the Credit Committee meet to discuss the ALLL. During these
discussions, they identify changes that are required by GAAP to be
made to certain of the ALLL estimates. As a result of the
adjustments made by senior management, the total amount of the ALLL
changes. However, senior management (or its designee) does not
update the ALLL summary schedule to reflect the adjustments or
reasons for the adjustments. When performing their audit of the
financial statements, the independent accountants are provided with
the original ALLL summary schedule that was reviewed by senior
management and the Credit Committee, as well as a verbal explanation
of the changes made by senior management and the Credit Committee
when they met to discuss the loan loss allowance.
Question: Are Institution F's documentation practices related to
the balance of its loan loss allowance in compliance with existing
documentation guidance in this area?
Interpretive Response: No. An institution must maintain
supporting documentation for the loan loss allowance amount reported
in its financial statements. As illustrated above, there may be
instances in which ALLL reviewers identify adjustments that need to
be made to the loan loss estimates. The nature of the adjustments,
how they were measured or determined, and the underlying rationale
for making the changes to the ALLL balance should be documented.
Appropriate documentation of the adjustments should be provided to
the board of directors (or its designee) for review of the final
ALLL amount to be reported in the financial statements. For
institutions subject to external audit, this documentation should
also be made available to the independent accountants. If changes
frequently occur during management or credit committee reviews of
the ALLL, management may find it appropriate to analyze the reasons
for the frequent changes and to reassess the methodology the
institution uses.

Appendix B--Application of GAAP

An ALLL recorded pursuant to GAAP is an institution's best
estimate of the probable amount of loans and lease-financing
receivables that it will be unable to collect based on current
information and events.\1\ A creditor should record an ALLL when the
criteria for accrual of a loss contingency as set forth in GAAP have
been met. Estimating the amount of an ALLL involves a high degree of
management judgment and is inevitably imprecise. Accordingly, an
institution may determine that the amount of loss falls within a
range. An institution should record its best estimate within the
range of loan losses.\2\
---------------------------------------------------------------------------

\1\ This Appendix provides guidance on the ALLL and does not
address allowances for credit losses for off-balance sheet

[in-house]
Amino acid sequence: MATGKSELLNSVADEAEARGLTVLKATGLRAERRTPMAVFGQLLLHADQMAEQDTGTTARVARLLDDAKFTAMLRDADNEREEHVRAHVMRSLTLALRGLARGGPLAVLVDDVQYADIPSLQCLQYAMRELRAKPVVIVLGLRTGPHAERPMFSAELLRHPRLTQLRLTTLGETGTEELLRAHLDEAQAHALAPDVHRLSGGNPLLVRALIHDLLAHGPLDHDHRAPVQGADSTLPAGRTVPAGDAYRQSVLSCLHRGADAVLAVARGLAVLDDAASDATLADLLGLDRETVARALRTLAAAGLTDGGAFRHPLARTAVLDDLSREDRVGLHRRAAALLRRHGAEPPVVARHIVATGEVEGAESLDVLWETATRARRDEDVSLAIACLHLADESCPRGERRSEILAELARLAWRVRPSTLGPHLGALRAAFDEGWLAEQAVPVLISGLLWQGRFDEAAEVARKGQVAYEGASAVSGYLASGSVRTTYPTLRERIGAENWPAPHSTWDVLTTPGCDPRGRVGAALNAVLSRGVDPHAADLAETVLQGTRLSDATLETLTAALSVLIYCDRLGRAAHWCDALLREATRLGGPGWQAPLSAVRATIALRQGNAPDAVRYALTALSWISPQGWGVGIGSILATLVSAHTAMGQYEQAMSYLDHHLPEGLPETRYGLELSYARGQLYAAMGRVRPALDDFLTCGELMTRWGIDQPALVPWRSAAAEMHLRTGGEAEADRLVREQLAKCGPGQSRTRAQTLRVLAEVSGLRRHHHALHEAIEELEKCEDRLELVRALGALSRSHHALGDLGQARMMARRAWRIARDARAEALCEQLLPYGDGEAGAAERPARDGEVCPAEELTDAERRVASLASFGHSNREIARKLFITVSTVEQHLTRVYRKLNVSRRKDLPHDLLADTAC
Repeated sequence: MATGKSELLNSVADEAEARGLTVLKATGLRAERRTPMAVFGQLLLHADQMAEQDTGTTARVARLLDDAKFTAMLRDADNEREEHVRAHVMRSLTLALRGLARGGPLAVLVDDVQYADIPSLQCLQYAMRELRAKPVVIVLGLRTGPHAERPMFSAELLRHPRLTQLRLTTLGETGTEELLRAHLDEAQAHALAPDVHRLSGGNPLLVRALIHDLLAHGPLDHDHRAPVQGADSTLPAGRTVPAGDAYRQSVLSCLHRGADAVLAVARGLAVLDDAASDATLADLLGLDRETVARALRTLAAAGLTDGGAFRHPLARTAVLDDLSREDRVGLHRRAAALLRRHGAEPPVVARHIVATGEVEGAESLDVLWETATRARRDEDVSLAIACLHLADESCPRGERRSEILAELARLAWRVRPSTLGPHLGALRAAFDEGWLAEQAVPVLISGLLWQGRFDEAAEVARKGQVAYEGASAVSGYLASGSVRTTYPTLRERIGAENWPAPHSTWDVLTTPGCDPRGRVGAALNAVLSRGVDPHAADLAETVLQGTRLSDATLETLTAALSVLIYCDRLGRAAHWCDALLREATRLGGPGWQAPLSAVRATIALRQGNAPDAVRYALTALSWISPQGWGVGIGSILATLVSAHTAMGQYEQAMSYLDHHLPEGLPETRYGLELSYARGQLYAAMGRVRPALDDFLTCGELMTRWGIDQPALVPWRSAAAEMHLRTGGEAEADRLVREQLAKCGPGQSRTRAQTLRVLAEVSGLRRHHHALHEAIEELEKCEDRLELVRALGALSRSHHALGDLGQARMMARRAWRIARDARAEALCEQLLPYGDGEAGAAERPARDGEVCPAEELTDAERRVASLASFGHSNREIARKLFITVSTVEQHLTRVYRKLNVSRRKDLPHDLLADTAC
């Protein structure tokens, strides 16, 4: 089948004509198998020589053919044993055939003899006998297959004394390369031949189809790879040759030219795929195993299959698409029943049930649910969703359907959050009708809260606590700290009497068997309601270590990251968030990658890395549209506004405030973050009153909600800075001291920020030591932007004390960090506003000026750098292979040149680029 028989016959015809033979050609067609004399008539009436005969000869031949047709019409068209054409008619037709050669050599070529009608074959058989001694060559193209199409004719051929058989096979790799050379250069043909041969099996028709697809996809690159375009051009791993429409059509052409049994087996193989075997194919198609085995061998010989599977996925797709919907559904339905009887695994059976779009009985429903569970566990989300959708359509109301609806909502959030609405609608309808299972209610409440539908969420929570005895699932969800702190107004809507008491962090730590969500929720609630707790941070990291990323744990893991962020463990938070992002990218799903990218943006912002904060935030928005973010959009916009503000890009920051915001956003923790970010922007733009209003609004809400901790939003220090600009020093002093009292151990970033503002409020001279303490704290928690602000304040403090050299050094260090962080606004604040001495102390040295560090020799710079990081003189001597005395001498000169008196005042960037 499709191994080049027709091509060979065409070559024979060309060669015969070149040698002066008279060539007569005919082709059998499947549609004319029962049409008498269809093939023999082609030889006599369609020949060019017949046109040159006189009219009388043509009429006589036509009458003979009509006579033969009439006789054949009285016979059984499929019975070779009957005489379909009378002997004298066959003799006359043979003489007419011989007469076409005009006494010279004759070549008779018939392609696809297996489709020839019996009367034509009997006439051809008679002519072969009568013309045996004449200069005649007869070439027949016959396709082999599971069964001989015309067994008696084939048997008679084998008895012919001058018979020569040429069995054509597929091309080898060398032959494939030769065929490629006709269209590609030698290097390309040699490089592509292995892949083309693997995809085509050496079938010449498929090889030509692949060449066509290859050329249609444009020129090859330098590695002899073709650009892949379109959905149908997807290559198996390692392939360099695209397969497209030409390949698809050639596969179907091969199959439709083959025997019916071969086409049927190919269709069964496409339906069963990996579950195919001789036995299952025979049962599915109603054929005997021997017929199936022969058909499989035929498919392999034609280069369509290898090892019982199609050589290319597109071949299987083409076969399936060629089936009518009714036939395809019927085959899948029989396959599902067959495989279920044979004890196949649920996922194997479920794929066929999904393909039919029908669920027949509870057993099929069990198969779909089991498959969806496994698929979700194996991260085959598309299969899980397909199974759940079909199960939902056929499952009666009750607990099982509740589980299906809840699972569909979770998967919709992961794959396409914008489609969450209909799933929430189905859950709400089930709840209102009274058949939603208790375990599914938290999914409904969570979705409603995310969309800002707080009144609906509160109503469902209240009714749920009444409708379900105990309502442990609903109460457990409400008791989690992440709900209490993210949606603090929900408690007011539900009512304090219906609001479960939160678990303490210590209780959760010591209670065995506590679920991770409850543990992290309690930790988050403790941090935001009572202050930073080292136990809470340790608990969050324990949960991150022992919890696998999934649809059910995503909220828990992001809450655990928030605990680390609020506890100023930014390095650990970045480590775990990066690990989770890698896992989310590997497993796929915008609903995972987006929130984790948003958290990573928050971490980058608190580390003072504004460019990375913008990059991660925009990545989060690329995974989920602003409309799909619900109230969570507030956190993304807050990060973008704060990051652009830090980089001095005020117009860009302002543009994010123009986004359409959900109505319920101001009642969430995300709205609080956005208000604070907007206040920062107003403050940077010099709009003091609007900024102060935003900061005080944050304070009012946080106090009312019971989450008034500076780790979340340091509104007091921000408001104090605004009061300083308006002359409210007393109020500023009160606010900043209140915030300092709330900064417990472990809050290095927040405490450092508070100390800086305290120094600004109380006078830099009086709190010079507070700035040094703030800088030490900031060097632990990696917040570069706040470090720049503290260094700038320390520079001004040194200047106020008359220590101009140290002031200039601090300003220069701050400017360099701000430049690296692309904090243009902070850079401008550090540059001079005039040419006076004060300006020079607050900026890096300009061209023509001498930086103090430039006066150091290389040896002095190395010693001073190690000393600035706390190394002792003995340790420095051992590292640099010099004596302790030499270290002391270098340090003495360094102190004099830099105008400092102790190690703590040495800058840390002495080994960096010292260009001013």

instruments (e.g., loan commitments, guarantees, and standby letters
of credit). Institutions should record liabilities for these
exposures in accordance with GAAP. Further guidance on this topic is
presented in the American Institute of Certified Public Accountants'
Audit and Accounting Guide, Banks and Savings Institutions, 2000
edition (AICPA Audit Guide). Additionally, this Appendix does not
address allowances or accounting for assets or portions of assets
sold with recourse, which is described in Statement of Financial
Accounting Standards No. 140, Accounting for Transfers and Servicing
of Financial Assets and Extinguishments of Liabilities--a
Replacement of FASB Statement No. 125 (FAS 140).
\2\ Refer to FASB Interpretation No. 14, Reasonable Estimation
of the Amount of a Loss, and Emerging Issues Task Force Topic No. D-
80, Application of FASB Statements No. 5 and No. 114 to a Loan
Portfolio (EITF Topic D-80).
---------------------------------------------------------------------------

Under GAAP, Statement of Financial Accounting Standards No. 5,
Accounting for Contingencies (FAS 5), provides the basic guidance
for recognition of a loss contingency, such as the collectibility of
loans (receivables), when it is probable that a loss has been
incurred and the amount can be reasonably estimated. Statement of
Financial Accounting Standards No. 114, Accounting by Creditors for
Impairment of a Loan (FAS 114) provides more specific guidance about
the measurement and disclosure of impairment for certain types of
loans.\3\ Specifically, FAS 114 applies to loans that are identified
for evaluation on an individual basis. Loans are considered impaired
when, based on current information and events, it is probable that
the creditor will be unable to collect all interest and principal
payments due according to the contractual terms of the loan
agreement.
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\3\ EITF Topic D-80 includes additional guidance on the